Much of tech’s glow during the past few years was a reflection of low interest rates and high demand for connectivity to support remote work, schooling and play during the Covid-19 pandemic. In a low-yield world, investors hungry for a return on investment were eager to fund tech’s most speculative ideas, from crypto and nonfungible tokens to the metaverse.
As employees headed back to work, the reversal of some pandemic trends, combined with inflation and growing concern that the global economy could be headed toward a recession have weighed on quarterly earnings at a host of companies and led many to prepare for darker days. Facebook parent Meta Platforms Inc. is eliminating more than 11,000 jobs after it lost a quarter of its value in a single day in October after a weak earnings report. The consumer-driven ad engine at
Google is decelerating. Amazon.com Inc., meanwhile, is cutting up to 10,000 jobs. Ride-sharing company
and payments-processor Stripe Inc. are cutting jobs, too. Cryptocurrency exchange FTX collapsed into bankruptcy.
The market for cloud computing, business software, artificial intelligence and other so-called enterprise technologies has been a relative bright spot. The demand for cloud computing, for example, has moderated, but is still growing at a robust 30% rate.
The forecast for information-technology spending to grow 5% to $4.6 trillion in the coming year should hold up unless the wheels really come off the economy, according to research firm
“The [tech earnings] results we’ve seen have come in within expectations,” said Gartner analyst John-David Lovelock, who expects infrastructure-as-a-service, a cloud-related service, would grow about 32% this year. Gartner expects that growth to slow to about 30% next year, with a five-year compound annual growth rate of about 27%.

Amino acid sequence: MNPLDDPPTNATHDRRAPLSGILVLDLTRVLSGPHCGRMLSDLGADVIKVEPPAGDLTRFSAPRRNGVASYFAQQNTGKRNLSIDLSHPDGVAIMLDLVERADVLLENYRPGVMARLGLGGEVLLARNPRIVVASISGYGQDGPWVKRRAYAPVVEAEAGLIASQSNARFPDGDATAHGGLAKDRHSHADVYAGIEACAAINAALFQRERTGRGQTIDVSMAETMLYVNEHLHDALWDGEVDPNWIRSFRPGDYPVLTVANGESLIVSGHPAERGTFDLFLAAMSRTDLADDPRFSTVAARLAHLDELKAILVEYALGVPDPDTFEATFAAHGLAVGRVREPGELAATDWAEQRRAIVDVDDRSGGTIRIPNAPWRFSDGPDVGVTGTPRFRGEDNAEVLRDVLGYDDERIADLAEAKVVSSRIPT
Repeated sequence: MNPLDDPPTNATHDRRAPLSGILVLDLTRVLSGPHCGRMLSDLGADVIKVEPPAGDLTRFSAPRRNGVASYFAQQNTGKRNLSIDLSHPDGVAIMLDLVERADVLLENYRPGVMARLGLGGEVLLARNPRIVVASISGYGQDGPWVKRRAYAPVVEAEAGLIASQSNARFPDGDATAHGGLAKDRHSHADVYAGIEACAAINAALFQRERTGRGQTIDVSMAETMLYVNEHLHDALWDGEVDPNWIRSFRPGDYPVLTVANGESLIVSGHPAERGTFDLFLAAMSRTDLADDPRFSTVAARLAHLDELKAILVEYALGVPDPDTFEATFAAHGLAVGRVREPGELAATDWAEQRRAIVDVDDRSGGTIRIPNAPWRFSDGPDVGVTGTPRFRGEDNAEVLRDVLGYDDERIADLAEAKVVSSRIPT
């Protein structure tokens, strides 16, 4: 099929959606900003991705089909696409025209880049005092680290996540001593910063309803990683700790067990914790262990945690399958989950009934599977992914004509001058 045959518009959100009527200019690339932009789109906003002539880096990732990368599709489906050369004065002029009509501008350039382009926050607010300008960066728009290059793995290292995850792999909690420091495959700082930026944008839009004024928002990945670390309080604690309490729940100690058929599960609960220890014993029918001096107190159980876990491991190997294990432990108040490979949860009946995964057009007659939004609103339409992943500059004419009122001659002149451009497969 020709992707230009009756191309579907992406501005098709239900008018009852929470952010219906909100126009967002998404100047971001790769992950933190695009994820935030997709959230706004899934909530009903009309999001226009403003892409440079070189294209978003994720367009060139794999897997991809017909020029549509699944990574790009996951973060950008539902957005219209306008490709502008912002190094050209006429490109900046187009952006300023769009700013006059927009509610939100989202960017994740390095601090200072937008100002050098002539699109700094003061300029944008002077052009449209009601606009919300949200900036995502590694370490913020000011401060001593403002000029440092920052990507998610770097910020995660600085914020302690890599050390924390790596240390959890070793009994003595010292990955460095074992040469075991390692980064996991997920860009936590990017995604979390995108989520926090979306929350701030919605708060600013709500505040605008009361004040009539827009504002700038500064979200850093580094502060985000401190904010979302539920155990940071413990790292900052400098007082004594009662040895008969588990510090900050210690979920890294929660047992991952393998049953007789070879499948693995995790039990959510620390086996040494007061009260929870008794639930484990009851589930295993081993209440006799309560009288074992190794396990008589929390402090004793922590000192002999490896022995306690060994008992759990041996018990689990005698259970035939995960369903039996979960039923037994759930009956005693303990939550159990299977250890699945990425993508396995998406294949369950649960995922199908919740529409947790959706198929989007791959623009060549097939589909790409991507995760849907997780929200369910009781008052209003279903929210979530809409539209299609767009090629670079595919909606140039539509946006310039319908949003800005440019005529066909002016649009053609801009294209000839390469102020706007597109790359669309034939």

Still, demand for enterprise technology is sensitive to the economy and already is shifting. “During times of economic uncertainty, companies look for ways where technology can drive growth and create more economic value faster,” said Juan Perez, chief information officer at
While the business case for adopting cloud computing and automation is fundamentally sound, the case isn’t as solid for other areas in tech. The metaverse, nonfungible tokens, some aspects of cryptocurrency or technologies that don’t have immediate monetary value will fall out of favor, said
chief information officer and chief investment officer of UST, a Aliso Viejo, Calif.-based company that assists clients with digital transformation.
While companies still believe in the importance of investing in such technologies, a slowdown in the overall economy could have an effect on their budgets, according to Mr. Kanchi. He expects customers to continue to invest in areas such as automation and low-code or no-code software platforms that reduce the need for human programmers.
“The downturn has kind of started but it hasn’t hit bottom and will get bad, very quickly, likely sometime mid-next year,” said